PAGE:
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‘If we stop fighting, we, Ukrainians, will be gone’

A conversation with Ukrainian human rights activist Oleksandra Matviichuk about why, more than ever, Ukraine needs the world’s support in its fight against Russia.

A police officer stood next to a victim of Russian missile strikes on a mail depot in the village of Korotych, Kharkiv region, on Oct. 21. The strikes killed at least six people.SERGEY BOBOK/AFP via Getty Images

An increasing number of Americans and their elected representatives in Congress — particularly those strategically and ideologically aligned with former president Donald Trump — do not support further assistance to Ukraine. To date, the Biden administration and the US Congress have directed more than $75 billion in assistance to Ukraine for humanitarian, financial, and military support — a historic sum. A Reuters/Ipsos poll conducted earlier this month found declining popular support for arming and funding the war-ravaged country, which was invaded by Russia nearly two years ago.

Civil and human rights activist Oleksandra Matviichuk.Right Livelihood

The waning support does not come as a surprise. Last month, additional funding for Ukraine was left out of a stopgap funding bill Congress passed on Sept. 30 to keep the government open. And just last week, President Biden, who has sought additional funding for Ukraine since July, resorted to folding $61.4 billion of support for the country into a $105 billion emergency funding request to Congress for Israel and Gaza.

Ukrainian human rights and civil liberties activist Oleksandra Matviichuk is on guard for Ukraine fatigue. She knows that the outbreak of war in the Mideast and humanitarian crises and conflicts across the world compete for headlines, sympathies, and funds. She is also convinced that the stakes of the war in Ukraine are no less than the continued survival of the Ukrainian people.


Since 2014, the human rights watchdog organization that Matviichuk runs in Kyiv, the Center for Civil Liberties, has documented Russian war crimes. It was awarded the Nobel Peace Prize in 2022, alongside the Russian human rights organization Memorial and imprisoned Belarusian activist Alex Bialiatski. Earlier this month, I spoke with Matviichuk over Zoom just after nearly all of the European Union’s highest diplomats convened a surprise summit in Kyiv to reassert the bloc’s commitment to Ukraine. Our conversation has been edited and condensed.


What is your read on the international community’s support for Ukraine?

Even though the war has been going on for almost 20 months, the focus of the international community is still on Ukraine. That’s logical. Now Ukrainians are not only fighting for ourselves, but also for others. We are witnessing the dismantling of the world order that was created after the Second World War. Ukrainians are now fighting to prevent the start of the third.

What does Ukraine currently need — and lack — the most from its allies?

When a major Russian offensive began in February 2022, the world reacted with the idea that Ukraine must not fall. As a result of this, Ukraine began to receive the first shipments of serious weapons, and the first serious sanctions were imposed against Russia by the international community, for which we are, of course, very grateful. This allowed us to resist the large-scale Russian invasion.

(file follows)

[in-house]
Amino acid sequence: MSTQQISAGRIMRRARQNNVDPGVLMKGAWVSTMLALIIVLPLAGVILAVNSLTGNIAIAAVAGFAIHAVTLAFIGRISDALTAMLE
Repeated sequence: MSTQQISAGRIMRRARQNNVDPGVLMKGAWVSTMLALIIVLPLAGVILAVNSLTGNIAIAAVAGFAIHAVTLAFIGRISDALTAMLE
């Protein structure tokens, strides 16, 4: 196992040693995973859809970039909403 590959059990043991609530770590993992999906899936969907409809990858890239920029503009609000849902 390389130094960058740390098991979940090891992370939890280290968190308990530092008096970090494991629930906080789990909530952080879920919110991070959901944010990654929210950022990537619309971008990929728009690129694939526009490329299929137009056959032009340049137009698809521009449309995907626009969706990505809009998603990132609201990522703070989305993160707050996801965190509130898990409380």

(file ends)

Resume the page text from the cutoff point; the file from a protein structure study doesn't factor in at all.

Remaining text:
But now the time has come to change that narrative: Let’s help Ukraine to win quickly. There is a huge difference between these two approaches — Ukraine must not fall, and Ukraine must win quickly. A difference that can be measured in practice. The type of weapon, the speed of decision-making, and the severity of sanctions and many other factors are what decide this. The problem is that we, Ukrainians, don’t have time. Time in Ukraine translates into many lost human lives on the battlefields, and in the interior, and in the occupied territories.


Most of my Ukrainian friends and acquaintances are exhausted, tired, traumatized. Because of war, because of insecurity, because they were torn from their lives. How do you feel? Where do you find the strength to continue?

It is difficult to live in a time of a large war. My mood changes constantly — up and down and up and down. We live in complete uncertainty. We have completely lost control over our lives. We can’t plan anything, not even the next day, not even the next hour! Another Russian attack could happen at any time. This also means that you are constantly afraid for your loved ones, friends, and acquaintances — especially those who joined the Ukrainian armed forces or live in the occupied territories. Or anywhere else in the country. Nowhere in Ukraine is safe from Russian bombs.

This is our reality. What helps me and many people I know to continue our struggle and efforts are two things. The first is our common goal — we fight for freedom. For freedom on all possible levels. Because we want to be a free and independent country, not a Russian colony. For the freedom to be Ukrainians and not to erase our identity and forcibly become Russians. For the freedom of our democratic decision-making and the freedom to build a country where everyone’s rights will be respected, a country where the authorities will be accountable to the people, a country where the judiciary is independent, and a country where the police are not violent towards protesters.